Sunday, August 17, 2014

Resurrecting the Dragon

My Jamis Dragon 29 by far sees more miles than any of my other bikes. Lately it hasn't been running so well. There was a lot of noise coming from the bottom bracket area, shifting was sub par, and no matter what I did the front derailleur rubbed in certain gears.

I realized I hadn't done much in the way of maintenance since I built the bike over five years ago. In general, I just don't keep bikes long enough for them to NEED maintenance. However, the Dragon has been the exception, so I ordered a few parts for a tune-up.

Yesterday I tore the bike down, cleaned it up, installed a new middle chainring, bottom bracket bearings, front derailleur and chain.

Today I took it out for a ride and everything worked like new.

It was weird to look down and see all the clean parts where the dust, mud and grease had been. I later learned that the shiny stuff I was seeing is called "metal."

It wasn't a fun way to spend a Saturday, but a necessary evil. And there is a certain satisfaction that comes with making a bike run like new again. Hopefully I get another five years out of it.


Thursday, August 14, 2014

How the Mighty Have Fallen

Following May, when I rode lots of miles, was the month of June. I did not ride lots of miles in June.

Following June was July. I did not ride lots of miles in July.

In August things were going pretty much the same until I looked in the mirror the other day and my body looked like this:

The scale didn't report much of a difference from a few months ago when I was quite fit, but the distribution of the weight had certainly changed—less up top, less in the legs, more in the middle. Time to get back to work.

Yesterday I rode to work for the first time since May. I parked in Folsom and rode in, which is a 44 mile round trip. I rode hard in the morning, even taking the cross bike in the dirt a few times, and arrived at work feeling OK. After work my legs didn't feel great out of the parking lot, but they loosened up after a while.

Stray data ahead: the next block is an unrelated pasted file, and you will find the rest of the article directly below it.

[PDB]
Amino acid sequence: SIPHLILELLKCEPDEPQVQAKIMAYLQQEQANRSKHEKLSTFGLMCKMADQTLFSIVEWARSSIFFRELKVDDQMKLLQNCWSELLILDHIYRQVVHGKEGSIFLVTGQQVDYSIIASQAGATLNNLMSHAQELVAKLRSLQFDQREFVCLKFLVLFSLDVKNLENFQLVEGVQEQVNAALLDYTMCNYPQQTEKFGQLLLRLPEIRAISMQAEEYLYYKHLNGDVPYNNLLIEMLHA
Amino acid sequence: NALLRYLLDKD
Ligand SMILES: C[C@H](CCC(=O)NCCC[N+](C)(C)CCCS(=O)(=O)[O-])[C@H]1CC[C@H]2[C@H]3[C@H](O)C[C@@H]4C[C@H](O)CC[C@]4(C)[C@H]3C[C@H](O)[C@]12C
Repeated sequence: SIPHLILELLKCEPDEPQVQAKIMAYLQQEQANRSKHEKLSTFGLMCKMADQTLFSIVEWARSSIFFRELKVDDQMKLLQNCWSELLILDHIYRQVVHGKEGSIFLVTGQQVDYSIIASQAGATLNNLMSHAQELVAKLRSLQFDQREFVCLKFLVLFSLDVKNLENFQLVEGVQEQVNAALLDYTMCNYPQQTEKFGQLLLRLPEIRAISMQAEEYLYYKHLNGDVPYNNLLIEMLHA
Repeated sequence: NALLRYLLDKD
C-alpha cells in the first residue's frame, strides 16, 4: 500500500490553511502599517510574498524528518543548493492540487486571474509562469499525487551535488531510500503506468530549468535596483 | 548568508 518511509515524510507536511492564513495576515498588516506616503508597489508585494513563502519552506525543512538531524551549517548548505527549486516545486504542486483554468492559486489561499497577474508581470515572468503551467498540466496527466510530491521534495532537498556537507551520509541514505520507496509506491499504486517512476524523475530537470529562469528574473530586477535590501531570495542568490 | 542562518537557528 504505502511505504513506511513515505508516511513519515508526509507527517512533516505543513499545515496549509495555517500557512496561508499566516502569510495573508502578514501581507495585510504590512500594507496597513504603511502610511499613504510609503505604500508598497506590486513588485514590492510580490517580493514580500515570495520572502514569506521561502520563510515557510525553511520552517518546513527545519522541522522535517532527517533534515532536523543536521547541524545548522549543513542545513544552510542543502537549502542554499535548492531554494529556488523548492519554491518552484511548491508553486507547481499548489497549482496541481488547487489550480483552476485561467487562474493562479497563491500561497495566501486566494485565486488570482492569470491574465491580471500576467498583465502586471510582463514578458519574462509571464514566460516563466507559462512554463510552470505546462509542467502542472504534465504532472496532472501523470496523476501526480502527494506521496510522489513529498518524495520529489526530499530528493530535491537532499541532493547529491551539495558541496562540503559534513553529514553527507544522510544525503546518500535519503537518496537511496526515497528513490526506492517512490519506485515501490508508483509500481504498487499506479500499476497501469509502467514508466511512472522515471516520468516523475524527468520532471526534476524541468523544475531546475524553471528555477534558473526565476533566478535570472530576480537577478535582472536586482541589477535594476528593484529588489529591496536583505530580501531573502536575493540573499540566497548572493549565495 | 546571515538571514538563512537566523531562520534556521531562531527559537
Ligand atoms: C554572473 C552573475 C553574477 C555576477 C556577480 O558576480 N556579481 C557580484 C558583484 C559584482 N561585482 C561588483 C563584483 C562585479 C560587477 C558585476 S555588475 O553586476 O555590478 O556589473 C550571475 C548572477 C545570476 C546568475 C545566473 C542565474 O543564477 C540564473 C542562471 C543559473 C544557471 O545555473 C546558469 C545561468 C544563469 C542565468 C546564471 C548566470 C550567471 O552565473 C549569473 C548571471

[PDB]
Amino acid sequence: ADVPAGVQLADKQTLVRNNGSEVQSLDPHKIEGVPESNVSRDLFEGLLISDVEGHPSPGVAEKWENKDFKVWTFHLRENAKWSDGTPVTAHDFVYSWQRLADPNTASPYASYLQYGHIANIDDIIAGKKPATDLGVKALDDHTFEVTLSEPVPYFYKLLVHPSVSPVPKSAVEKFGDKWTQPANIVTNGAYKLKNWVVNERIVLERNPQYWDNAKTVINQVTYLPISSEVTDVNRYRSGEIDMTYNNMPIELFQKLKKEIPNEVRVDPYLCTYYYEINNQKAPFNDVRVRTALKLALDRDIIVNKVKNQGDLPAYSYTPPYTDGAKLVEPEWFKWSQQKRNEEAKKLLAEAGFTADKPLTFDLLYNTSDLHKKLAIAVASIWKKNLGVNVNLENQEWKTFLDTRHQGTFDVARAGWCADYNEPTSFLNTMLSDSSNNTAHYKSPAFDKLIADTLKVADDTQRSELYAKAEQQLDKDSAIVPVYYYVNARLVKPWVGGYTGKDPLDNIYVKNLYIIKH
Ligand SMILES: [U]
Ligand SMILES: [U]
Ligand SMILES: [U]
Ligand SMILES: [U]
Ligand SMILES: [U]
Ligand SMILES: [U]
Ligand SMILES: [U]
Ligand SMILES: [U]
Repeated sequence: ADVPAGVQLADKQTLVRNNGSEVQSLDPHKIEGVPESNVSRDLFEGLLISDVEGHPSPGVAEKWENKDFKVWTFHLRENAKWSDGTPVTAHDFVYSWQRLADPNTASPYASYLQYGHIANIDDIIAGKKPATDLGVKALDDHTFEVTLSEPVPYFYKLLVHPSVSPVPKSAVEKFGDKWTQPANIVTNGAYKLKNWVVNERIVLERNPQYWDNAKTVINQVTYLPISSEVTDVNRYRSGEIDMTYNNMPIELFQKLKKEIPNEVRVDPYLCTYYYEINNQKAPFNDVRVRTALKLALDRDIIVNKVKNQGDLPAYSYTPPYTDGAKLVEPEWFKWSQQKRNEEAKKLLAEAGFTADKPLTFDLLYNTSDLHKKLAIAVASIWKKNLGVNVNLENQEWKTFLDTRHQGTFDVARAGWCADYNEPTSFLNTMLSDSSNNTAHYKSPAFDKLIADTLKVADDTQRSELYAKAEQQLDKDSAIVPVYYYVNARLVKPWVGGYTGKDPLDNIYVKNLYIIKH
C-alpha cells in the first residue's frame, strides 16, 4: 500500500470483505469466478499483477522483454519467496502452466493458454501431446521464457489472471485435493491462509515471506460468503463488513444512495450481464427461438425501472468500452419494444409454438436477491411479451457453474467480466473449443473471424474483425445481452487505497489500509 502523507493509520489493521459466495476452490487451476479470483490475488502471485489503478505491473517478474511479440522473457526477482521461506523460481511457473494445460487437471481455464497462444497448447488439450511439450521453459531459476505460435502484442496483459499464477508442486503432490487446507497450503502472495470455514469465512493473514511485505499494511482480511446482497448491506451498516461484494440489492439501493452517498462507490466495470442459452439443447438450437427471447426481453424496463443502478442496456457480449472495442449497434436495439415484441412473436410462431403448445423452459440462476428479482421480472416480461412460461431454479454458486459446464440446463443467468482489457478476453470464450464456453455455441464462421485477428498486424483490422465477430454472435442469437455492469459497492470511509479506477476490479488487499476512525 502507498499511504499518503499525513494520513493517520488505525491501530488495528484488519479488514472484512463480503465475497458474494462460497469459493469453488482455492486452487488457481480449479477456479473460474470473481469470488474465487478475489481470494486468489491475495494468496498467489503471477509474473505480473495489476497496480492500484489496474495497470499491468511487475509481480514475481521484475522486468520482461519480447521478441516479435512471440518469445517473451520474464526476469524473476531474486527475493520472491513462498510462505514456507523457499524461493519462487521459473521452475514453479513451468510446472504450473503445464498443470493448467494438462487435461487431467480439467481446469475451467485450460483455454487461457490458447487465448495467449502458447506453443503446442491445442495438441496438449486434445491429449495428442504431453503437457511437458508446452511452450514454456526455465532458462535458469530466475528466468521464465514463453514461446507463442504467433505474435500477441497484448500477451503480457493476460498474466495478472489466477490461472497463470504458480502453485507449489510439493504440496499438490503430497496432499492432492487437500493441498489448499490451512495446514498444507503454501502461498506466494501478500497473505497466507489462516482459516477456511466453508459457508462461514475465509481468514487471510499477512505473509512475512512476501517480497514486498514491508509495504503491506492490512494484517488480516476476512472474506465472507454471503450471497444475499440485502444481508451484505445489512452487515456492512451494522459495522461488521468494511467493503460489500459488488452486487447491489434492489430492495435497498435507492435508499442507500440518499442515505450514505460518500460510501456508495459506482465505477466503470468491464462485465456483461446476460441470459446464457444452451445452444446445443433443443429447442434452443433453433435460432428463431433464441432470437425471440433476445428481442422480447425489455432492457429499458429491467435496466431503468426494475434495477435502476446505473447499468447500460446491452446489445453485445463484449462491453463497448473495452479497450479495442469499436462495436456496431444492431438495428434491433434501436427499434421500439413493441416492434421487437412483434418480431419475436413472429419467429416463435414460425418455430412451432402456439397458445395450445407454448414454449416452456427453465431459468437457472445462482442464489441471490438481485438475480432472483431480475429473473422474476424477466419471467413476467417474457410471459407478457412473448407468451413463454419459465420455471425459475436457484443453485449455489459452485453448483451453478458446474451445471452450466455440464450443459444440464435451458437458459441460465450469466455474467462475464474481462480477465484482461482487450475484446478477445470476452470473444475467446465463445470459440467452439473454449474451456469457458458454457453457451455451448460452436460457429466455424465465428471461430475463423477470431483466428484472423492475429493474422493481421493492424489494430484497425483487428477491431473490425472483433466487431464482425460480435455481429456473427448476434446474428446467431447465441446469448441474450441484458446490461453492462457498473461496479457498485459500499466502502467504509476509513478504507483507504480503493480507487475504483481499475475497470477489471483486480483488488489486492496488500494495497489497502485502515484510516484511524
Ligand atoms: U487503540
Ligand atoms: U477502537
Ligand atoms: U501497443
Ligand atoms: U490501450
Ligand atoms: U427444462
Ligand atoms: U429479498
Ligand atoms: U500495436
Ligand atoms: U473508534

Along the way a guy on a road bike passed me. I didn't react to him at all as he slowly pulled away. About a mile later was one of my favorite stretches of trail, along the west shore of Lake Natoma. There is a dirt path to the right of the bike trail, and I really enjoy blasting down it on the cross bike. So I did.

I hit the trail hard and was quickly up to 25 miles per hour. I held it there and powered along, lost in my own little world, pretending I was crushing the pavé in the Paris-Roubaix. When I went past the guy on the road bike, I very politely said, "On your right," just to alert him of my presence.

For whatever reason he didn't seem to like this, glaring at me as I blew by. When I finished the dirt section and popped back onto the bike trail, he was right on my wheel. Game on.

Right after that is a small hill. Even though I was hurting a bit from the effort, I left it in the big ring and hammered up the hill, gapping my new friend. I sat up to take a drink after the hill leveled out, and he attacked me.

I put my water bottle back and chased him down, but it hurt. When the first long climb up to Beal's Point came I was still trying to recover, and he dropped me. I never made it back.

It's been a long time since someone so convincingly and easily crushed me like that. I was bummed.

This morning I am sore and tired. I guess I have missed that. I am definitely looking forward to riding again. I want to ride harder and farther and hurt a bit, which is something that has eluded me for much of the summer. All it took was getting my ass handed to me.